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AMERICA - THANKSGIVING: "Our Heritage of Giving Thanks"

Our Heritage of Giving Thanks

Following the Mayflower’s arrival at Plymouth Rock on December 11, 1620, the Pilgrims lost 46 of their original 102 colonists mostly to disease. With the help of 91 Iroquois Indians, the remaining Pilgrims survived the bitter winter. The Indians taught them how to hunt and fish and how to grow corn and other crops in the unfamiliar soil.

1621 yielded a bountiful harvest. In celebration, a traditional English harvest festival lasting three days brought Pilgrims and natives to unite in a “thanksgiving” observance. Edward Winslow, one of the participating Pilgrims, described the feast as “consisting of corn, barley, fowl (including wild turkeys and waterfowl), and venison.” Colonists had learned from the Indians how to cook cranberries and different corn and squash dishes. Attendees included John Alden, William Bradford, Priscilla Mullins, and Miles Standish among the Pilgrims, as well as the Natives Massasoit and Squanto, who acted as the Pilgrim's translator. It was a secular event that was not repeated. Two years later, in 1623, a Calvinist Thanksgiving took place but did not involve sharing food with the Native Americans.

A “thanksgiving” meal would not be celebrated again for 53 years. On June 29, 1676, the community of Charlestown, Massachusetts proclaimed a day of thanksgiving for their good fortune in their recent victory over the “heathen natives.” Naturally, this celebration excluded the Indians!  

101 years later, in October of 1777, all 13 colonies participated in a one-time “thanksgiving” celebration commemorating the patriotic victory over the British at Saratoga.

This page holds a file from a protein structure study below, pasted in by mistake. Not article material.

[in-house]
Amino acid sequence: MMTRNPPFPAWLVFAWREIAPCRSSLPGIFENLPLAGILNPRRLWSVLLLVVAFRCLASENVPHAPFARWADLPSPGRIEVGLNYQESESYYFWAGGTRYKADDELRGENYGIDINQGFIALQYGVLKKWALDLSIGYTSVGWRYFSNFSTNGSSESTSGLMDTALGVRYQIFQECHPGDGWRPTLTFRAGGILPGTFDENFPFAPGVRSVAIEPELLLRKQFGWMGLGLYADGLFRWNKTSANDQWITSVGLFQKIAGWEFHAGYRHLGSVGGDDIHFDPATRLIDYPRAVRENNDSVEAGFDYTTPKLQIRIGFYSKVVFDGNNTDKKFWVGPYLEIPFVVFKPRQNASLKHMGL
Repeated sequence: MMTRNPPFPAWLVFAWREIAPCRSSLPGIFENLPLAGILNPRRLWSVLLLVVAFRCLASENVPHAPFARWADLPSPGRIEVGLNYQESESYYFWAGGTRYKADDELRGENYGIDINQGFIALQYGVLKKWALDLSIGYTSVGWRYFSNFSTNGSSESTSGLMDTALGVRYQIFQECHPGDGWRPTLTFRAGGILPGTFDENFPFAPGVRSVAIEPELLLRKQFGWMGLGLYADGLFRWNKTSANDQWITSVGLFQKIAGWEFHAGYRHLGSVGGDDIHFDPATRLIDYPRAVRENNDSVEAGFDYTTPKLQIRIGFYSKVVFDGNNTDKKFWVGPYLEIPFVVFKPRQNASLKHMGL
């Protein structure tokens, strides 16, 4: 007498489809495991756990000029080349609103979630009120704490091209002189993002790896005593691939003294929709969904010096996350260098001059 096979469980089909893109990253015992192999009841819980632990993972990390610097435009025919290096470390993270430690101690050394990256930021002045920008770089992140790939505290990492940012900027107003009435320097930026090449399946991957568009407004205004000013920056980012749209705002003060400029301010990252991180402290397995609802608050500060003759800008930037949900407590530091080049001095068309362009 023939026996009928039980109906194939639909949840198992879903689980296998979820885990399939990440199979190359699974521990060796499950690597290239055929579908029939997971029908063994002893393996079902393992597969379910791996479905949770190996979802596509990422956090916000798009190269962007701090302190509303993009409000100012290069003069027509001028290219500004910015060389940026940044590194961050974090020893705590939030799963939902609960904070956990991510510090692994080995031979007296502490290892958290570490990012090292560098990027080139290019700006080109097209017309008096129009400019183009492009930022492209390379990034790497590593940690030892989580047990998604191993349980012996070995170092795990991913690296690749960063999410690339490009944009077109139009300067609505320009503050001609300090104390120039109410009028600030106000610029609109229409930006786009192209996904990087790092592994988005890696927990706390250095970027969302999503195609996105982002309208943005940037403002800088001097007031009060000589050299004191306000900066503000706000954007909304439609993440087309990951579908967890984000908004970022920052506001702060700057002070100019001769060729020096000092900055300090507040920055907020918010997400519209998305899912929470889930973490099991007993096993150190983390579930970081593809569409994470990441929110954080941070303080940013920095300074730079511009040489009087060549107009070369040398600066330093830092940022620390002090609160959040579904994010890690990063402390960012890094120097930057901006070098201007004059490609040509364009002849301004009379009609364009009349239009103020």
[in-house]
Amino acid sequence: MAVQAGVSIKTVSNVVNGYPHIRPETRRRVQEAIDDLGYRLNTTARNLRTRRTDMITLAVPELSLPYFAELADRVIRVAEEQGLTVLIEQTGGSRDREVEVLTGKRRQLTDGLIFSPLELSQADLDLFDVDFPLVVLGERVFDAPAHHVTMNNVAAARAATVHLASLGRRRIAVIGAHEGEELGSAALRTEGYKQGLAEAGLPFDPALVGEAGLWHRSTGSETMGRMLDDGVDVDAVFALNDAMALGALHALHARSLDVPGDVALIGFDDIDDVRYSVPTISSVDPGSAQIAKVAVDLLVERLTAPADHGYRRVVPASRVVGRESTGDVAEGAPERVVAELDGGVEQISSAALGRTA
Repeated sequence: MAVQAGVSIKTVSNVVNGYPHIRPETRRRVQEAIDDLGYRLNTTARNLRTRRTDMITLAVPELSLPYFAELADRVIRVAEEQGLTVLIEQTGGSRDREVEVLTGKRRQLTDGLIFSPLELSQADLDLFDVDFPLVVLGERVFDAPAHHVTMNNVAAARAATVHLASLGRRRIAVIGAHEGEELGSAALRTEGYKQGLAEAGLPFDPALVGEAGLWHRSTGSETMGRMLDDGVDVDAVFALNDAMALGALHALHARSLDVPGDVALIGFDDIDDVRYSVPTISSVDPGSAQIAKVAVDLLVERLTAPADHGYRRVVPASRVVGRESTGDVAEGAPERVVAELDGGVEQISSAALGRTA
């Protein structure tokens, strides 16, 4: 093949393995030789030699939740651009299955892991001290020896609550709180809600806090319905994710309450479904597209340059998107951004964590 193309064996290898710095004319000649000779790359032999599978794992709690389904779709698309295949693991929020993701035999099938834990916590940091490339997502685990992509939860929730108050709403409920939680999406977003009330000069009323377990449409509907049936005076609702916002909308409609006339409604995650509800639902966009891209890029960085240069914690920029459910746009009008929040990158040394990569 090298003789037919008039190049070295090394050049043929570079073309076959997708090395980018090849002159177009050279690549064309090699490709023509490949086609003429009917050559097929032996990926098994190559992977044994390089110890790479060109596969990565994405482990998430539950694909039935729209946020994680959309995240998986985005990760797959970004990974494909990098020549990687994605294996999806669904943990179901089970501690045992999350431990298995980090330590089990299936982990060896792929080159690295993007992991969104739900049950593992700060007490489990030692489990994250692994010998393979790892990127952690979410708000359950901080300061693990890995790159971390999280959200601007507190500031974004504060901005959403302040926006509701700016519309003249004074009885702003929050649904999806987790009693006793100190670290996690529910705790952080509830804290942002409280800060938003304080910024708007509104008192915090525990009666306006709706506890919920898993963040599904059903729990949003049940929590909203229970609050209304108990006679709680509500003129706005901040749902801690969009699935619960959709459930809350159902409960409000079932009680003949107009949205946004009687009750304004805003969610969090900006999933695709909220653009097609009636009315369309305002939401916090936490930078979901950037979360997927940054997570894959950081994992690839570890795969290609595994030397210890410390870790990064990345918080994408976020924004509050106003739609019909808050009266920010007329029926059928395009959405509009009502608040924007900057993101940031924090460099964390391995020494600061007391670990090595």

Lincoln proclaimed the last Thursday in November in 1863 to celebrate the Union victory at the Battle of Gettysburg. The author of "Mary Had a Little Lamb," Sarah Josepha Hale, published a letter to President Lincoln in a popular women's magazine, advocating for a national holiday that would help unify the nation during the Civil War.

In 1941, Congress voted that the 4th Thursday in November would be a federal holiday proclaimed by the President each year.

The First Presidential Thanksgiving Day Proclamation by George Washington in 1789: “Both Houses of Congress have... requested me ‘to recommend to the people of the United States a DAY OF PUBLICK THANKSGIVING and PRAYER, to be observed by acknowledging with grateful hearts the many and signal favors of Almighty God.”

Abraham Lincoln: “We have been the recipients of the choicest bounties of Heaven; we have been preserved these many years in peace and prosperity; we have grown in numbers, wealth, and power as no other nation has.”

Theodore Roosevelt: “Let us remember that, as much has been given us, much will be expected from us. True homage comes from the heart as well as from the lips, and shows itself in deeds.”

John F. Kennedy: “As we express our gratitude, we must never forget that the highest appreciation is not to utter words, but to live by them”

Ronald Reagan: “No custom reveals our character as a Nation as clearly as our celebration of Thanksgiving Day.”

George Bush's Thanksgiving proclamation of 1990: “The great freedom and prosperity with which we have been blessed is cause for rejoicing - and it is equally a responsibility. I do hereby call upon the American people to gather together in homes and places of worship on that day of thanks to affirm by their prayers and their gratitude the many blessings God has bestowed upon us.”

O. Henry: “There is one day that is ours. There is one day when all we Americans who are not self-made go back to the old home to eat biscuits and marvel how much nearer to the porch the old pump looks than it used to. Thanksgiving Day is the one day that is purely American.”

Harriet Beecher Stowe): “Great as the preparations were for the dinner, everything was so contrived that not a soul in the house should be kept from the morning service of Thanksgiving in the church.”

Charles M. Schulz: In A Charlie Brown Thanksgiving, Peppermint Patty says, “Thanksgiving is more than eating, Chuck. Those early Pilgrims were thankful for what had happened to them. We should just be thankful for being together. I think that's what they mean by 'Thanksgiving,' Charlie Brown.”